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CONCLUSION. - Thomas Paine, The Rights of Man Part I (1791 ed.) 
Rights of Man: Being an Answer to Mr. Burke’s Attack on the French Revolution. (2nd edition) by Thomas Paine (London: J.S. Jordan, 1791).
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REASON and Ignorance, the opposites of each other, influence the great bulk of mankind. If either of these can be rendered sufficiently extensive in a country, the machinery of Government goes easily on. Reason obeys itself; and Ignorance submits to whatever is dictated to it.
The two modes of Government which prevail in the world, are, first, Government by election and representation: Secondly, Government by hereditary succession. The former is generally known by the name of republic; the latter by that of monarchy and aristocracy.
Those two distinct and opposite forms, erect themselves on the two distinct and opposite bases of Reason and Ignorance.—As the exercise of Government requires talents and abilities, and as talents and abilities cannot have hereditary descent, it is evident that hereditary succession requires a belief from man, to which his reason cannot subscribe, and which can only be established upon his ignorance; and the more ignorant any country is, the better it is fitted for this species of Government.
On the contrary, Government in a well-constituted republic, requires no belief from man beyond what his reason can give. He sees the rationale of the whole system, its origin and its operation; and as it is best supported when best understood, the human faculties act with boldness, and acquire, under this form of Government, a gigantic manliness.
As, therefore, each of those forms acts on a different base, the one moving freely by the aid of reason, the other by ignorance; we have next to consider, what it is that gives motion to that species of Government which is called mixed Government, or, as it is sometimes ludicrously stiled, a Government of this, that, and t’other.
The moving power in this species of Government, is of necessity, Corruption. However imperfect election and representation may be in mixed Governments, they still give exercise to a greater portion of reason than is convenient to the hereditary Part; and therefore it becomes necessary to buy the reason up. A mixed Government is an imperfect every-thing, cementing and foldering the discordant parts together by corruption, to act as a whole. Mr. Burke appears highly disgusted, that France, since she had resolved on a revolution, did not adopt what he calls “A British Constitution;” and the regretful manner in which he expresses himself on this occasion, implies a suspicion, that the British Constitution needed something to keep its defects in countenance.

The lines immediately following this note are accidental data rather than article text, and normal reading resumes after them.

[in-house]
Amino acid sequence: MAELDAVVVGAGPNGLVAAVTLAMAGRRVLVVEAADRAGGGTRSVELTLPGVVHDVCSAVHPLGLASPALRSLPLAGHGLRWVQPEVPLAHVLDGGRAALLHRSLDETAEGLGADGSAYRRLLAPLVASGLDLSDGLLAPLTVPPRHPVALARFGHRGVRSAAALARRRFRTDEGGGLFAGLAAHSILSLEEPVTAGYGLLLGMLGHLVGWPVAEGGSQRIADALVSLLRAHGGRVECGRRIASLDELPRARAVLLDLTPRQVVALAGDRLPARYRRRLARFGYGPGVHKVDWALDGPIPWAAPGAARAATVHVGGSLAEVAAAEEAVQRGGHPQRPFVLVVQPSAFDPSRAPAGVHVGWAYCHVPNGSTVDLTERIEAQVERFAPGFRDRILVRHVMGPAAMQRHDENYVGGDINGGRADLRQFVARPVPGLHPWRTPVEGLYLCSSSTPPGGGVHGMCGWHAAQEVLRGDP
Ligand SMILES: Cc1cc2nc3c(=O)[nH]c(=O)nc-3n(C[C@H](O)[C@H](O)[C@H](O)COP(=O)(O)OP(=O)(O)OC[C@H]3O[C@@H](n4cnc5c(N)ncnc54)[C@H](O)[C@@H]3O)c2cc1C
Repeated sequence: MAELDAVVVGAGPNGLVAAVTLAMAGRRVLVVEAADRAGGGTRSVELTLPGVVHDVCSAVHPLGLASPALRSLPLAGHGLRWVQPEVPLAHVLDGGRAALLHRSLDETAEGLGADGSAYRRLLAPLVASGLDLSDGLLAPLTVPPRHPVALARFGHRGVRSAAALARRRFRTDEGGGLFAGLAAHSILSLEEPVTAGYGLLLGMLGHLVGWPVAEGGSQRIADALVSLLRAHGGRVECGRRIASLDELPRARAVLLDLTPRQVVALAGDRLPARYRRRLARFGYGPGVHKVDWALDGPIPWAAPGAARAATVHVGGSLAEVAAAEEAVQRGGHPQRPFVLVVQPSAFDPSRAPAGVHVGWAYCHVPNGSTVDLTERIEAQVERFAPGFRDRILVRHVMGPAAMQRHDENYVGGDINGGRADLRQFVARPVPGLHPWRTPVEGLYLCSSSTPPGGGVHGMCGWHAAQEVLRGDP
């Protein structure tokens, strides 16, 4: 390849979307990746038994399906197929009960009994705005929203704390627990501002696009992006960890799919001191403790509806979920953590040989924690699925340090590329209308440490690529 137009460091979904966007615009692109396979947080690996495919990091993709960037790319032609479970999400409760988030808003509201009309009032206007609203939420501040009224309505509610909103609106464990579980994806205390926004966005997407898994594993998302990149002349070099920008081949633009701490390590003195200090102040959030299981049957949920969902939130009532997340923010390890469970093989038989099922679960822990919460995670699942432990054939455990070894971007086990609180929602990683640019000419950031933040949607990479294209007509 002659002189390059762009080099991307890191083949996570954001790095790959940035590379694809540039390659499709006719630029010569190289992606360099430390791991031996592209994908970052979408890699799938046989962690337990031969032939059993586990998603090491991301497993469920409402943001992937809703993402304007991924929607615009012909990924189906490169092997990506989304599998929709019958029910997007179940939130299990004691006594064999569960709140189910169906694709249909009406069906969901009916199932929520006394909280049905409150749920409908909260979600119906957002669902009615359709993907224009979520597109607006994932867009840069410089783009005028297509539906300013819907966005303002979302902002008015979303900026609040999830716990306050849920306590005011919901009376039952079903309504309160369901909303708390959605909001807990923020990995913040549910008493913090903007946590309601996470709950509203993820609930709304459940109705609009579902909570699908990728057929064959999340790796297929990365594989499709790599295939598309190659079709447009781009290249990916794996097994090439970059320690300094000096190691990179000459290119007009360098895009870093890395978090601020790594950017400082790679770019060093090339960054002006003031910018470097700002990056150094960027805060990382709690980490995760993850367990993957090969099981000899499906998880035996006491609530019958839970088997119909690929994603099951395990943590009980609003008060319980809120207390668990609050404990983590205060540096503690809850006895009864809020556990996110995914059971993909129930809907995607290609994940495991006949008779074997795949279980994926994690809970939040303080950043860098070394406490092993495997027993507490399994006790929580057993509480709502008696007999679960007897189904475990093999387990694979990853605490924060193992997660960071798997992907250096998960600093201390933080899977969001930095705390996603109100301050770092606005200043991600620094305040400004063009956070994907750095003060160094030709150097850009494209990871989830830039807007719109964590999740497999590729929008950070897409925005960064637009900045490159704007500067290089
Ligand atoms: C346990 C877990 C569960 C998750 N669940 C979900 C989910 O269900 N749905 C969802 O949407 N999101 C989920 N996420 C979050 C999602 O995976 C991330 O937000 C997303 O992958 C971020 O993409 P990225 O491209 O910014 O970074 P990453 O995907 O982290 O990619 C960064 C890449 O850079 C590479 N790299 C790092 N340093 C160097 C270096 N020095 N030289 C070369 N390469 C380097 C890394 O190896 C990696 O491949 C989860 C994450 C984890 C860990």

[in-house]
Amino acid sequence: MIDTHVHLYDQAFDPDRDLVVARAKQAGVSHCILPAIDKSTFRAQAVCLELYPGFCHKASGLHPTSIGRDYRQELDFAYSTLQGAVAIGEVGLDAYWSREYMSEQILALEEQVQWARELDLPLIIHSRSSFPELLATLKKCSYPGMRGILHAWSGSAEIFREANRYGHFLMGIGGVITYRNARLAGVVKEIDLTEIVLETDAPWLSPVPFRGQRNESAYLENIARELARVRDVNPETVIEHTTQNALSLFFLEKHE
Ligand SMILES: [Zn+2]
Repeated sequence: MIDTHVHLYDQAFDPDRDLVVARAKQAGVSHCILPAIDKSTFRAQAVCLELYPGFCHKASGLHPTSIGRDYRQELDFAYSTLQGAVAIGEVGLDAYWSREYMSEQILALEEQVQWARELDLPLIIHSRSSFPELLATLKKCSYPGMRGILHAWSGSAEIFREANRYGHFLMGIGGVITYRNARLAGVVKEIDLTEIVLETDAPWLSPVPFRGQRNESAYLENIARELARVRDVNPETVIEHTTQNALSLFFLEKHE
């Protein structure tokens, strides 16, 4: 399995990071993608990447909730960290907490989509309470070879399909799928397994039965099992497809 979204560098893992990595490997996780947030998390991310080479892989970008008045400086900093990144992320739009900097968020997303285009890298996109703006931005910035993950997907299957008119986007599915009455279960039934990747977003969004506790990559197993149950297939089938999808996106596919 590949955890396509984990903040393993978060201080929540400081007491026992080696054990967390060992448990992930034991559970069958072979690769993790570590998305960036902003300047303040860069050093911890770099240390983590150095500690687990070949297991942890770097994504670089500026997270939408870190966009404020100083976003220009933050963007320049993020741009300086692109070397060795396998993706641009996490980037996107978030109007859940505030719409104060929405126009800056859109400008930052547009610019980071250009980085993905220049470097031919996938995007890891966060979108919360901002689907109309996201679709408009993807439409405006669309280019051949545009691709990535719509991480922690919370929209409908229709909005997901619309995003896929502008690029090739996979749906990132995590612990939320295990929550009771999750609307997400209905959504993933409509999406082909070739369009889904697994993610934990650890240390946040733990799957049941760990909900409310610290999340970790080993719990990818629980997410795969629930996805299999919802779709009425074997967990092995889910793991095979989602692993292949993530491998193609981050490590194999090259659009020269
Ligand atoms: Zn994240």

In mixed Governments there is no responsibility: the parts cover each other till responsibility is lost; and the corruption which moves the machine, contrives at the same time its own escape. When it is laid down as a maxim, that a King can do no wrong, it places him in a state of similar security with that of ideots and persons insane, and responsibility is out of the question with respect to himself. It then descends upon the Minister, who shelters himself under a majority in Parliament, which, by places, pensions, and corruption, he can always command; and that majority justifies itself by the same authority with which it protects the Minister. In this rotatory motion, responsibility is thrown off from the parts, and from the whole.
When there is a Part in a Government which can do no wrong, it implies that it does nothing; and is only the machine of another power, by whose advice and direction it acts. What is supposed to be the King in mixed Governments, is the Cabinet; and as the Cabinet is always a part of the Parliament, and the members justifying in one character what they advise and act in another, a mixed Government becomes a continual enigma; entailing upon a country, by the quantity of corruption necessary to solder the parts, the expence of supporting all the forms of Government at once, and finally resolving itself into a Government by Committee; in which the advisers, the actors, the approvers, the justifiers, the persons responsible, and the persons not responsible, are the same persons.
By this pantomimical contrivance, and change of scene and character, the parts help each other out in matters which neither of them singly would assume to act. When money is to be obtained, the mass of variety apparently dissolves, and a profusion of parliamentary praises passes between the parts. Each admires with astonishment, the wisdom, the liberality, the disinterestedness of the other; and all of them breathe a pitying sigh at the burthens of the Nation.